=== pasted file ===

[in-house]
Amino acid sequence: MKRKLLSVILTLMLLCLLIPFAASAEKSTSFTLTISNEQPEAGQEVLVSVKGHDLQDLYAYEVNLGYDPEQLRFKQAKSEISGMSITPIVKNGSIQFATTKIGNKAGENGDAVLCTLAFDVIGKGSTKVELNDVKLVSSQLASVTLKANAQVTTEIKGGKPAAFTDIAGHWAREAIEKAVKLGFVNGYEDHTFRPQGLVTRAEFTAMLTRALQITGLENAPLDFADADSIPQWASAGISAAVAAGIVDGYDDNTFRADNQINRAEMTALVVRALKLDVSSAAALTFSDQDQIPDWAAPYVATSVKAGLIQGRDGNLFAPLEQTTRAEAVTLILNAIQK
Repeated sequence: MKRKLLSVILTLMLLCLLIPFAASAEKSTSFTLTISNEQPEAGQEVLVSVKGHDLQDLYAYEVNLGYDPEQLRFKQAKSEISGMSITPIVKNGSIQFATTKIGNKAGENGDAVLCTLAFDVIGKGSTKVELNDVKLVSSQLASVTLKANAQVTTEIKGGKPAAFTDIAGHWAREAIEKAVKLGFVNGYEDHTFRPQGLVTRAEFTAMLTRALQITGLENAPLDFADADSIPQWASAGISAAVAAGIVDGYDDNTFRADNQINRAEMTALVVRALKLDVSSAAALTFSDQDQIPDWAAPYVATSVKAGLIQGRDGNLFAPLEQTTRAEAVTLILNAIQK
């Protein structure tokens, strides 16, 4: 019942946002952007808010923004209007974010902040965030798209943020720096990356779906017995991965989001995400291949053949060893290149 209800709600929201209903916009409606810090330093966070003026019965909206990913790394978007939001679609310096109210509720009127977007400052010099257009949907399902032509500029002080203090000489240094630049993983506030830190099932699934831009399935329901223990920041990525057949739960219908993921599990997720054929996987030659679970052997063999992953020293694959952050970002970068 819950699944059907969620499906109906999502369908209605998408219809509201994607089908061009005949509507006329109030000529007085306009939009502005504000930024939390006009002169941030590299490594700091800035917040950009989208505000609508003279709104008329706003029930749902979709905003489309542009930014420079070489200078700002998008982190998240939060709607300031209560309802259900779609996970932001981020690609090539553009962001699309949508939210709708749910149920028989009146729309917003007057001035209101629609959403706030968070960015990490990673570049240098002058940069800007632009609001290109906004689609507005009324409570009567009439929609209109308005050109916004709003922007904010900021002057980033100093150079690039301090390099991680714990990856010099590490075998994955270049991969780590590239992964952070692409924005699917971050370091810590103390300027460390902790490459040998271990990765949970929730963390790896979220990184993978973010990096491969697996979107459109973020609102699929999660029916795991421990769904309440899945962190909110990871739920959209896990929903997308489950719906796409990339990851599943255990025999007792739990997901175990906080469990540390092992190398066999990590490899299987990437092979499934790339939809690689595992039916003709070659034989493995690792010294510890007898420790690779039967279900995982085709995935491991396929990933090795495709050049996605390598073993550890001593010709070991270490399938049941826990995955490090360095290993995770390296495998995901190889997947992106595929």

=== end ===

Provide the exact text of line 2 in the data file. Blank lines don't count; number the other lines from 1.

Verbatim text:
Amino acid sequence: MKRKLLSVILTLMLLCLLIPFAASAEKSTSFTLTISNEQPEAGQEVLVSVKGHDLQDLYAYEVNLGYDPEQLRFKQAKSEISGMSITPIVKNGSIQFATTKIGNKAGENGDAVLCTLAFDVIGKGSTKVELNDVKLVSSQLASVTLKANAQVTTEIKGGKPAAFTDIAGHWAREAIEKAVKLGFVNGYEDHTFRPQGLVTRAEFTAMLTRALQITGLENAPLDFADADSIPQWASAGISAAVAAGIVDGYDDNTFRADNQINRAEMTALVVRALKLDVSSAAALTFSDQDQIPDWAAPYVATSVKAGLIQGRDGNLFAPLEQTTRAEAVTLILNAIQK